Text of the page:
Wills Trusts & Estates keyed to Dukeminier
Estate of Rapp v. Commissioner
Only StudyBuddy Pro offers the complete Case Brief Anatomy*
Access the most important case brief elements for optimal case understanding.
*Case Brief Anatomy includes: Brief Prologue, Complete Case Brief, Brief Epilogue
- The Brief Prologue provides necessary case brief introductory information and includes:
- Topic: Identifies the topic of law and where this case fits within your course outline.
- Parties: Identifies the cast of characters involved in the case.
- Procedural Posture & History: Shares the case history with how lower courts have ruled on the matter.
- Case Key Terms, Acts, Doctrines, etc.: A case specific Legal Term Dictionary.
- Case Doctrines, Acts, Statutes, Amendments and Treatises: Identifies and Defines Legal Authority used in this case.
- The Case Brief is the complete case summarized and authored in the traditional Law School I.R.A.C. format. The Pro case brief includes:
- Brief Facts: A Synopsis of the Facts of the case.
- Rule of Law: Identifies the Legal Principle the Court used in deciding the case.
- Facts: What are the factual circumstances that gave rise to the civil or criminal case? What is the relationship of the Parties that are involved in the case. Review the Facts of this case here:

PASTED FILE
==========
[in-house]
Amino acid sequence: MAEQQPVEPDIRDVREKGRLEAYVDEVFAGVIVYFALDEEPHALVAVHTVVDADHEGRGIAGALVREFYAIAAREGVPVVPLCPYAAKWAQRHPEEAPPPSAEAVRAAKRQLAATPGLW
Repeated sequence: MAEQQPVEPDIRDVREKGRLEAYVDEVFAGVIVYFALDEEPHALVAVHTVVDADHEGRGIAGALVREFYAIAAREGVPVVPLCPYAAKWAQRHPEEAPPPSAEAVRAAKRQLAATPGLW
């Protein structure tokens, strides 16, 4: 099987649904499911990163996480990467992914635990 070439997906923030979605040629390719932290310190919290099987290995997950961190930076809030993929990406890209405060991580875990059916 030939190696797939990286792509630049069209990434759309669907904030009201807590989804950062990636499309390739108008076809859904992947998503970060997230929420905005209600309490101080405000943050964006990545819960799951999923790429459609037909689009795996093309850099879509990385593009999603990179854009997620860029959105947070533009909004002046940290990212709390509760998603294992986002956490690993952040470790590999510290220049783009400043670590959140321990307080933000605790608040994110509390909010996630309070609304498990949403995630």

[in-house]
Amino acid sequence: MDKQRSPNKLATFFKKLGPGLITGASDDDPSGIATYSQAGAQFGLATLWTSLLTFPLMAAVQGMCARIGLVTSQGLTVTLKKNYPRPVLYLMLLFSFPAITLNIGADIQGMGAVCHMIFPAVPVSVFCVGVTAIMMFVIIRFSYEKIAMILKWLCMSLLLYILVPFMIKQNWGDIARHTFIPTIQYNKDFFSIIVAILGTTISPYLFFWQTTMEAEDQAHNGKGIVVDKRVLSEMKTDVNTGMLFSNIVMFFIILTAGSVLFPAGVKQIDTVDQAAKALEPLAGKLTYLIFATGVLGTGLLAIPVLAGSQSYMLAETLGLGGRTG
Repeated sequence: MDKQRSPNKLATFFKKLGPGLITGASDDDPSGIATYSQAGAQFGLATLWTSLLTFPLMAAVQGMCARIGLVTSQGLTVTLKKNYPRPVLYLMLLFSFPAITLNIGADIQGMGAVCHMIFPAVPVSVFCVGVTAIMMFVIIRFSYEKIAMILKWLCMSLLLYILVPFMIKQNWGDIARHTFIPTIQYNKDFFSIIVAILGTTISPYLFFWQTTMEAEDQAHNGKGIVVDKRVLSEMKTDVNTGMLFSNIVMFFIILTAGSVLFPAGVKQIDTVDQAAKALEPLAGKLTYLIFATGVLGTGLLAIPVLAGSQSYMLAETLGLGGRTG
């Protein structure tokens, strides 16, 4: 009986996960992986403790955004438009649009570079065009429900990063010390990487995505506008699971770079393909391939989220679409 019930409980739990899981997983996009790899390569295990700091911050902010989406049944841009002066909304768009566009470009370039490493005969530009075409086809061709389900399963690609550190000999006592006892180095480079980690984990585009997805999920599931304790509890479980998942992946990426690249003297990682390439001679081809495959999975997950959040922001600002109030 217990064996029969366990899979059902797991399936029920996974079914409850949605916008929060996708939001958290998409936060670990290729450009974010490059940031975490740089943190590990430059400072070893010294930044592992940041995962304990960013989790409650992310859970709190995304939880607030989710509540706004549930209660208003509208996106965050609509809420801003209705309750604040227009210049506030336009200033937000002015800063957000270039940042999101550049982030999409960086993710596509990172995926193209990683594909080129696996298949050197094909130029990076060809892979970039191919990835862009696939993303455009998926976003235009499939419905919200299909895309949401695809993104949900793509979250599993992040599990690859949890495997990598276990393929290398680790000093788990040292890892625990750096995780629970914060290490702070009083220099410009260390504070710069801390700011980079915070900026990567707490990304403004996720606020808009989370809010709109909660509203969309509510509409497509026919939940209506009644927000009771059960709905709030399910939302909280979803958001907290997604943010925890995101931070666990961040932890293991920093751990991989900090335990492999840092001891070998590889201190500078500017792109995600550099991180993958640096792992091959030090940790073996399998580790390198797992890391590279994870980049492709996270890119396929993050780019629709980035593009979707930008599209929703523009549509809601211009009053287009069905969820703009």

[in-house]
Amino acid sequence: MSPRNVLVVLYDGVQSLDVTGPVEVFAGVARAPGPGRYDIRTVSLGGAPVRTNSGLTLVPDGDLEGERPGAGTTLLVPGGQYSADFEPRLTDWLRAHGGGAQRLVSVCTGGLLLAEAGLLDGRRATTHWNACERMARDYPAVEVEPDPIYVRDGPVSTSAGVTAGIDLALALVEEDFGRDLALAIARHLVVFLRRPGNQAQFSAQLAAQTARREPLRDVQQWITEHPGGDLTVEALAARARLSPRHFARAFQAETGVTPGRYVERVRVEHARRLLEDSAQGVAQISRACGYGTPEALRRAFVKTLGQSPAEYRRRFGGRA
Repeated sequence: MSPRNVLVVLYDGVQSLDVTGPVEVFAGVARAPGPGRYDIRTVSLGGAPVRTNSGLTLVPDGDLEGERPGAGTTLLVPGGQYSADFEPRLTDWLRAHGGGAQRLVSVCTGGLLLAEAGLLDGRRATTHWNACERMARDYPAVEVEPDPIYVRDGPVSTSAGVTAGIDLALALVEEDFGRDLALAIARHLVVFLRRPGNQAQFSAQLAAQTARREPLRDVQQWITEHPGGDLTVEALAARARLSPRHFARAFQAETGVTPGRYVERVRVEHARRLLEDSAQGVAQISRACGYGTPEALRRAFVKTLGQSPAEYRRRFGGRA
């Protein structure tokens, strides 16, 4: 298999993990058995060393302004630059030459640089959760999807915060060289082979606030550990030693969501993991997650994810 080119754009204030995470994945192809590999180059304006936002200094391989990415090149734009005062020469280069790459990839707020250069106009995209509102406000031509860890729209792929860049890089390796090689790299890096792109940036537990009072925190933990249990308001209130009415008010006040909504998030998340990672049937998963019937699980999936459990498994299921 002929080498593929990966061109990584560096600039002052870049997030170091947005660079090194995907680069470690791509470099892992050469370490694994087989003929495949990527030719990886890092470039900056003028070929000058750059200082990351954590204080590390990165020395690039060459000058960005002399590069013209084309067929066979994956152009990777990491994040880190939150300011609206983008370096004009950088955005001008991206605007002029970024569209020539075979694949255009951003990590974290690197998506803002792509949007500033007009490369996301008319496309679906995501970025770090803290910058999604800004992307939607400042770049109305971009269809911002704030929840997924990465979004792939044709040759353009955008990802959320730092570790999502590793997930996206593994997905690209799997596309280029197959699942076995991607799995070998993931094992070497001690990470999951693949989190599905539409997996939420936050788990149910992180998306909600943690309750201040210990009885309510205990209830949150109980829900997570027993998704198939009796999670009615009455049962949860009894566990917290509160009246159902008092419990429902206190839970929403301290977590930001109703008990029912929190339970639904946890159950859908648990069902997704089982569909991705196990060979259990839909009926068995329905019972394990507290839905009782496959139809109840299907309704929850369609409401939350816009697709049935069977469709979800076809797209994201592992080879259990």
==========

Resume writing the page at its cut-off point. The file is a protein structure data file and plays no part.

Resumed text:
Rapp’s will included a trust that gave the trustees power to use the funds for the proper health, education, and support of his wife Laura B. Rapp, if in the absolute discretion of the trustee such funds were needed. Mrs. Rapp asked the probate court to modify this portion of her husband’s will so that the trust created by the will would qualify for the marital deduction as a QTIP trust. Rapp alleged that it was her husband’s intent to create the trust to qualify for the deduction and that he believed that the trustees would pay all of the income of the trust at least annually to or for the benefit of the petitioner during her lifetime. She claimed that the trust was a part of the marital deduction gift as defined by section 21520(b) of the California Probate Code. At oral argument, no witnesses were called and no documents were admitted into evidence. The IRS did not receive notice of the petition and did not appear. The petition relied upon the probate’s power to modif y or terminate a trust upon consent of all parties, or its power to modify or terminate the trust due to changed circumstances under the California Probate Code. The executor attempted to claim the trust as a QTIP exemption. The IRS rejected the exemption and the executor appealed. The tax court held that the probate court erred in reforming the will because it was not ambiguous and there was little or no evidence that Mr. Rapp intended to create a QTIP trust.
- Issue(s): Lists the Questions of Law that are raised by the Facts of the case.
- Holding: Shares the Court's answer to the legal questions raised in the issue.
- Concurring / Dissenting Opinions: Includes valuable concurring or dissenting opinions and their key points.
- Reasoning and Analysis: Identifies the chain of argument(s) which led the judges to rule as they did.